1205: I swear, when I looked closely as he crossed the finish line, I saw wings on Richard Whiteman's back. He did indeed fly to a men’s 200m T42 world record and a gold medal. Not bad considering he would rather be running the marathon.
1226: A high percentage of Paralympians will go through the pain barrier in a bid to claim Olympic glory, but Australian Hannah-Louise Dodd takes gold when it comes to guts. The 20-year-old dressage rider has a rare form of spina bifida and, as a result, she dislocates a number of bones every she rides. Truly unbelievable. Conveniently, her mother is a trained physiotherapist and is on hand to pop the bones back into the right place.
Dodd is clearly made of stern stuff, one of her hobbies is kick-boxing.
1303: That’s a picture from the Paralympic GB vs. Brazil women’s wheelchair basketball match, both teams looking for their first point of the Games.
1309: The individual grade Ib equestrian final goes ahead this afternoon, with Britain’s Lee Pearson setting his sights on a 10th Paralympic gold medal. The 38-year-old took his first title in Sydney 12 years ago and he hasn’t looked back. He was born with arthrogryposis multiplex congenital, which can impact joints and cause muscle weakness. As a child, Pearson was carried up the steps of 10 Downing Street by then British prime minister Margaret Thatcher. Win another medal, Lee, and I think you might have another invite from the PM.
1339: A heartwarming story from the Olympic Stadium which proves these Games are not just about the medal winners. Amputee Houssein Omar Hassan of Djibouti competed in the heats of the men’s T46 1500m, but when the other seven competitors in the race had finished, he still had some way to go. Eventually, seven minutes behind his closest competitor, Omar Hassan crossed the line in a time of 11:23.50 to a roar of approval from the crowd. He joins Eric the eel in going down in Paralympic and Olympic folklore. Sometimes it’s not about winning, it’s about taking part.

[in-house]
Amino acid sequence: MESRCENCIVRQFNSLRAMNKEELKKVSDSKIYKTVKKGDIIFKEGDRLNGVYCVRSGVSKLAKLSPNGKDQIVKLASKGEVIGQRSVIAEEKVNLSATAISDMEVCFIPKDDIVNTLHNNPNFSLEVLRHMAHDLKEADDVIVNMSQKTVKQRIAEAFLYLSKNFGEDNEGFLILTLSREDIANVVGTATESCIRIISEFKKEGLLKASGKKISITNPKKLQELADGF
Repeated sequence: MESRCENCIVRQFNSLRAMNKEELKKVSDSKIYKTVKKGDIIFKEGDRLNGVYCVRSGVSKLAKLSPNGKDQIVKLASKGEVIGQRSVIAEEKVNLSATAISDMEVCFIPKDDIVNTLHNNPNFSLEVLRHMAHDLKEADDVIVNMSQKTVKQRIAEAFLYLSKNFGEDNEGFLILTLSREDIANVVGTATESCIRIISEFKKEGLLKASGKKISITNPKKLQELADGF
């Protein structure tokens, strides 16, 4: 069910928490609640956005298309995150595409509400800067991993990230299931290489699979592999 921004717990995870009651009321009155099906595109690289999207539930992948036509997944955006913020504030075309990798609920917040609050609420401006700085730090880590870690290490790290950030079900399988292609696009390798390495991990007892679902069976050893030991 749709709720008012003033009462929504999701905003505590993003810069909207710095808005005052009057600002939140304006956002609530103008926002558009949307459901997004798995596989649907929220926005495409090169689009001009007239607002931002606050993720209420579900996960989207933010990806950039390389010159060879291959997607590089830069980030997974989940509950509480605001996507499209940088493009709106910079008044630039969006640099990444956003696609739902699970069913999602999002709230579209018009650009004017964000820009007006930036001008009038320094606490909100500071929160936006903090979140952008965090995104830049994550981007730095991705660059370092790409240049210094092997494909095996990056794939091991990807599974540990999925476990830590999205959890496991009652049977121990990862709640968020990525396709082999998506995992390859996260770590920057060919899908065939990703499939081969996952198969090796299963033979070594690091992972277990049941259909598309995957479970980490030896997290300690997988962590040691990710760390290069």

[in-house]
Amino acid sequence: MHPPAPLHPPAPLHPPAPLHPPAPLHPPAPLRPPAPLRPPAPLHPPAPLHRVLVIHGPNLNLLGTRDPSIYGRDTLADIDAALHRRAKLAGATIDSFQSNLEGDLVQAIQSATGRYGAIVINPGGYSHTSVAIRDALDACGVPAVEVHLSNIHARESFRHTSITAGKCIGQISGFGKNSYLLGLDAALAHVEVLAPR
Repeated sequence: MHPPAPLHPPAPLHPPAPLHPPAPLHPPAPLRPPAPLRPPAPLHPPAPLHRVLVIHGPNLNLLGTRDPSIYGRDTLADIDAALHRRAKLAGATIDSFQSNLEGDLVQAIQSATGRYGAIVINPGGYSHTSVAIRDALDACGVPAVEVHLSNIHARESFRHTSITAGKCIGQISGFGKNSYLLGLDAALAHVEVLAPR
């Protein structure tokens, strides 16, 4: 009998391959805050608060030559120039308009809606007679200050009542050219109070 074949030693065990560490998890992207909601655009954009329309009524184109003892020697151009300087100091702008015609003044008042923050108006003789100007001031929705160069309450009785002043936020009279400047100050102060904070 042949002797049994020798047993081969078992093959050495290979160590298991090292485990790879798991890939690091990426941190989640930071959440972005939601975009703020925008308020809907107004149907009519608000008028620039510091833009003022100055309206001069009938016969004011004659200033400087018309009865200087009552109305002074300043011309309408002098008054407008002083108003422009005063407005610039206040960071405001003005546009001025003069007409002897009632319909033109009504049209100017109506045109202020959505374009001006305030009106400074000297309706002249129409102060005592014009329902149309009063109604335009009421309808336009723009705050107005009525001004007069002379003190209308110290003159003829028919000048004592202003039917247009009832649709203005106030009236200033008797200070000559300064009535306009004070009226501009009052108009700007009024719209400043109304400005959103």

1348: A little more info on the man destined to become a Paralympic cult hero: Houssein Omar Hassan. He entered the Games on a wildcard and he is Djibouti’s first Paralympic runner. I suspect he might miss out on a fastest loser spot in the final after finishing over seven minutes behind the race winner, but the rapturous reception he received as he completed the 1500m will surely live with him forever.
1422: The action in the Velodrome has been, as ever, breathless. Allison Jones is on track and going for gold in the women’s individual C1-2-3 500m time trial. The C2 athlete is something of a jack of all trades as she also partakes in road cycling and alpine skiing. She should be prepared, she was part of a seven-strong party which travelled to Britain to check on Games venues last year.
On a completely unrelated note, she also collects Coca-Cola bottles from all over the world. I’m not quite sure what to say about that, if I’m honest…
1431: It certainly is! If it’s not Richard Whiteman’s record-breaking gold then its Houssein Omar Hassan’s triumphant walk into Paralympic legend. I have been close to a warbling wreck on several occasions. It is brilliant though, isn’t it?
1457: Paralympic GB’s medal machine Sarah Storey is riding last in the women’s C4-5 500m time trial, looking to add a second gold to the one she won in the individual pursuit. Her husband Barney won a gold medal of his own as he piloted Neil Fachie to glory. earlier today, have a husband and wife ever won Paralympic gold on the same day before?
1502: Sweet relief for world record holder Arlen, who will face off against Britain’s golden girl Ellie Simmonds. That is going to be one heck of a final, I don’t know about you but I’m excited.
1552: Redemption of sorts for Jody Cundy, remember him? He was the British cyclist who was disqualified for a false start in the time trial yesterday, but today he finally got his hands on a medal. It’s not the color he wanted, but Cundy has a bronze in the individual C4 pursuit after destroying Colombia’s Diego German Duenas Gomez in the third-place race. Big smiles and who can blame him after the 24 hours he’s had?